Arkansas law enforcement receives excessive force training
It’s been a year since Governor Asa Hutchinson signed a bill requiring all law enforcement officers to complete annual excessive force training.
ARKANSAS, USA – In April 2021, Arkansas lawmakers and Governor Asa Hutchinson signed into law Law 792, mandating annual excessive force prevention training.
A year later, the Arkansas Department of Public Safety says a majority of law enforcement officers have completed the training.
The training requires officers to intervene if they see excessive force from another officer.
“This is an effort to be made where the good guys are empowered and equipped to deal with it when some people walk away or don’t behave or are unruly to begin with,” the bill’s author said. , Senator Bob Ballinger. “But either way, law enforcement officers aren’t breaking the law, it helps them realize they have a duty to intervene.”
The law was signed on April 20, 2021, the same day the Derek Chauvin trial delivered its verdict. Chauvin is the former Minneapolis, Minnesota officer convicted in the death of George Floyd. Floyd’s death sparked 2020 protests against police across the country, including here in Arkansas.
Ballinger says the protests in Arkansas are exactly why he wrote it.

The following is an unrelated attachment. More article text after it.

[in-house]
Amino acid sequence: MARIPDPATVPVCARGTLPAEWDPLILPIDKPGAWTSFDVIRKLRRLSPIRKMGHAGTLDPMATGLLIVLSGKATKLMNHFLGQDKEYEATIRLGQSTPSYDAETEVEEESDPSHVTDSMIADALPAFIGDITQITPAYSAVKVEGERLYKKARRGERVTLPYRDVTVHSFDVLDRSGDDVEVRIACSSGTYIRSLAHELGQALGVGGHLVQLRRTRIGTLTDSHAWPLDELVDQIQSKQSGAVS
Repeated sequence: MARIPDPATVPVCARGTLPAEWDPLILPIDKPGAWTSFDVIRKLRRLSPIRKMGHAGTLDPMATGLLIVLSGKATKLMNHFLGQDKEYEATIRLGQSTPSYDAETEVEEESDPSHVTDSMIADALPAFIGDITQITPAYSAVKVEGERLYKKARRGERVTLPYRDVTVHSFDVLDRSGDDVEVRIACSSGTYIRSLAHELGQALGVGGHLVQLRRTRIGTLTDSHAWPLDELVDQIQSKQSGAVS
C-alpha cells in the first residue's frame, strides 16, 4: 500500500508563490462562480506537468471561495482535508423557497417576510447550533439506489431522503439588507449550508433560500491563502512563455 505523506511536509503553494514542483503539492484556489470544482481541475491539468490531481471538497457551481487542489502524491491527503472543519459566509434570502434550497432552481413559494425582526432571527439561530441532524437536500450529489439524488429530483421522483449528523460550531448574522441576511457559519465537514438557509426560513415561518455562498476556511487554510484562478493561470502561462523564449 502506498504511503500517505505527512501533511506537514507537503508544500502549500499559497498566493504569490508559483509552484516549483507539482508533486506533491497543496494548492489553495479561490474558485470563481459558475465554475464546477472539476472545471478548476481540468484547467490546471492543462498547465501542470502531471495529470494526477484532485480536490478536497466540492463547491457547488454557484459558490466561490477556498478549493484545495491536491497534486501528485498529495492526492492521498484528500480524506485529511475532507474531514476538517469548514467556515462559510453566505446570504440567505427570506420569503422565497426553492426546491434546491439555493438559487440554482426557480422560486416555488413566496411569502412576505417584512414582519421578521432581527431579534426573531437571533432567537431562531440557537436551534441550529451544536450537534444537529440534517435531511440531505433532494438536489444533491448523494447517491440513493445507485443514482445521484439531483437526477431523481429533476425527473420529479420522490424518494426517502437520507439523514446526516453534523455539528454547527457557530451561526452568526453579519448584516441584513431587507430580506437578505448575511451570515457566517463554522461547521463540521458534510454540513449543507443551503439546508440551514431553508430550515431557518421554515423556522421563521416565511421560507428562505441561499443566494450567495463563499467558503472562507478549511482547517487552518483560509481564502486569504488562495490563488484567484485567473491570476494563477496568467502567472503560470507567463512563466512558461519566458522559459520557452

“With all the violence going on in Arkansas, we can do something about it,” Ballinger said.
Since this law was signed into effect in January 2022, police officers have also increased their required training for racial profiling from two hours of annual training to four hours.
Arkansas Justice Reform Coalition co-founder Beth Coger said it was necessary. However, she would like to do more and for officers to have more resources such as mental health
“Their job is hard enough and if they can get help with situations where someone has a mental health crisis or a house call, I think they want that help and that would also help the community.”
She would also like to see more community involvement by the police as well as more community interaction with the police.
Senator Ballinger says this training will have a longer-term effect on policing in Arkansas.
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